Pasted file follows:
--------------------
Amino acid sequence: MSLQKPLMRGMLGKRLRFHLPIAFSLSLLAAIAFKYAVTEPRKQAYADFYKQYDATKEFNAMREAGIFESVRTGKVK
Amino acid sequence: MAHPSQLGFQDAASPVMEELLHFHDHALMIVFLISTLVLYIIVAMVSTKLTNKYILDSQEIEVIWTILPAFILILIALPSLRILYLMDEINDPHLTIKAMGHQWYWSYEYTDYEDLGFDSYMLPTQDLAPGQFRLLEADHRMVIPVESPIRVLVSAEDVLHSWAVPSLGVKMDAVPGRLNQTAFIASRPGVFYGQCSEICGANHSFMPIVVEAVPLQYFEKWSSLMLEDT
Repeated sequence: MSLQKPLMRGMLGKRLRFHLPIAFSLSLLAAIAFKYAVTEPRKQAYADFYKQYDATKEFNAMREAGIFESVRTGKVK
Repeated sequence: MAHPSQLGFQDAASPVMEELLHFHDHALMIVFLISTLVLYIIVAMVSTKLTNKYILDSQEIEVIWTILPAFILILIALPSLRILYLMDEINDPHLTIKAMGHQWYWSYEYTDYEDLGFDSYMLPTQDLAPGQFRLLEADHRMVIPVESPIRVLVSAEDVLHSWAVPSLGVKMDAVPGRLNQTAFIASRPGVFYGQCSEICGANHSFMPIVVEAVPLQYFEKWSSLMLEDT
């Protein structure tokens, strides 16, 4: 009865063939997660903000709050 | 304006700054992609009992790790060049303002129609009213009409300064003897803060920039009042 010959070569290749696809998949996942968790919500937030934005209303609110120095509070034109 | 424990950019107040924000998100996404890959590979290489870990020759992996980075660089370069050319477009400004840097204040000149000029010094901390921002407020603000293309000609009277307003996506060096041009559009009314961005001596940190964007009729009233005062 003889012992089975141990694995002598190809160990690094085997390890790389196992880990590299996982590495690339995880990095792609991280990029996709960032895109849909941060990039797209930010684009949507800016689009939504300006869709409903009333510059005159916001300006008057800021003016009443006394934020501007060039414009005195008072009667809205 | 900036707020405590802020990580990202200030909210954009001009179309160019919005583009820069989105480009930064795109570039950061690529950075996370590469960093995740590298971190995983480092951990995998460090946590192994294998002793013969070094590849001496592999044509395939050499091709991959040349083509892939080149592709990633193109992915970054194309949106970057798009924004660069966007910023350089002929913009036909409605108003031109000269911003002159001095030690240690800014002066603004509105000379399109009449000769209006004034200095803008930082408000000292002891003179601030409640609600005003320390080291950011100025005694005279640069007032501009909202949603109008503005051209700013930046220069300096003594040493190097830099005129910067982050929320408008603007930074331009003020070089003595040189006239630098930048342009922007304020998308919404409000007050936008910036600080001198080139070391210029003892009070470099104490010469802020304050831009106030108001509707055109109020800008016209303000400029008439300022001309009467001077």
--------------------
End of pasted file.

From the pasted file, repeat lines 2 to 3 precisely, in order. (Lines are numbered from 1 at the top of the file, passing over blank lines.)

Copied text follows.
Amino acid sequence: MAHPSQLGFQDAASPVMEELLHFHDHALMIVFLISTLVLYIIVAMVSTKLTNKYILDSQEIEVIWTILPAFILILIALPSLRILYLMDEINDPHLTIKAMGHQWYWSYEYTDYEDLGFDSYMLPTQDLAPGQFRLLEADHRMVIPVESPIRVLVSAEDVLHSWAVPSLGVKMDAVPGRLNQTAFIASRPGVFYGQCSEICGANHSFMPIVVEAVPLQYFEKWSSLMLEDT
Repeated sequence: MSLQKPLMRGMLGKRLRFHLPIAFSLSLLAAIAFKYAVTEPRKQAYADFYKQYDATKEFNAMREAGIFESVRTGKVK